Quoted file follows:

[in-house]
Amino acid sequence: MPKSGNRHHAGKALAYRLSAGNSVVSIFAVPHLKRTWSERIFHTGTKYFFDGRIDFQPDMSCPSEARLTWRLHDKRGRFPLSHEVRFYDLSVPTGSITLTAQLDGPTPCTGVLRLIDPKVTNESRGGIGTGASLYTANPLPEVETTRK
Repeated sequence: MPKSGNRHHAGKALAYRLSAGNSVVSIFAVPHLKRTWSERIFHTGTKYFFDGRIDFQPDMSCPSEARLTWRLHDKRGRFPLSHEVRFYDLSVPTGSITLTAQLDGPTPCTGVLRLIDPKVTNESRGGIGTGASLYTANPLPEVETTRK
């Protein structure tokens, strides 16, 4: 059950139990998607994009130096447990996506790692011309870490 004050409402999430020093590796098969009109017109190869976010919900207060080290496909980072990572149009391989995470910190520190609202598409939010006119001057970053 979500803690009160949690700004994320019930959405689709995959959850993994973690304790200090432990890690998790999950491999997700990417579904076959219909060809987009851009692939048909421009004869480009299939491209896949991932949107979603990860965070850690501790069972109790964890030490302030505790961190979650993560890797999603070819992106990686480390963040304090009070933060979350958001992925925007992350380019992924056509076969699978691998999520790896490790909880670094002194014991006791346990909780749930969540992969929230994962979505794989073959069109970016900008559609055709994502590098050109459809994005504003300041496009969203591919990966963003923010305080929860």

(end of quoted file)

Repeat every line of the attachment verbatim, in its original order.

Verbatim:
[in-house]
Amino acid sequence: MPKSGNRHHAGKALAYRLSAGNSVVSIFAVPHLKRTWSERIFHTGTKYFFDGRIDFQPDMSCPSEARLTWRLHDKRGRFPLSHEVRFYDLSVPTGSITLTAQLDGPTPCTGVLRLIDPKVTNESRGGIGTGASLYTANPLPEVETTRK
Repeated sequence: MPKSGNRHHAGKALAYRLSAGNSVVSIFAVPHLKRTWSERIFHTGTKYFFDGRIDFQPDMSCPSEARLTWRLHDKRGRFPLSHEVRFYDLSVPTGSITLTAQLDGPTPCTGVLRLIDPKVTNESRGGIGTGASLYTANPLPEVETTRK
């Protein structure tokens, strides 16, 4: 059950139990998607994009130096447990996506790692011309870490 004050409402999430020093590796098969009109017109190869976010919900207060080290496909980072990572149009391989995470910190520190609202598409939010006119001057970053 979500803690009160949690700004994320019930959405689709995959959850993994973690304790200090432990890690998790999950491999997700990417579904076959219909060809987009851009692939048909421009004869480009299939491209896949991932949107979603990860965070850690501790069972109790964890030490302030505790961190979650993560890797999603070819992106990686480390963040304090009070933060979350958001992925925007992350380019992924056509076969699978691998999520790896490790909880670094002194014991006791346990909780749930969540992969929230994962979505794989073959069109970016900008559609055709994502590098050109459809994005504003300041496009969203591919990966963003923010305080929860």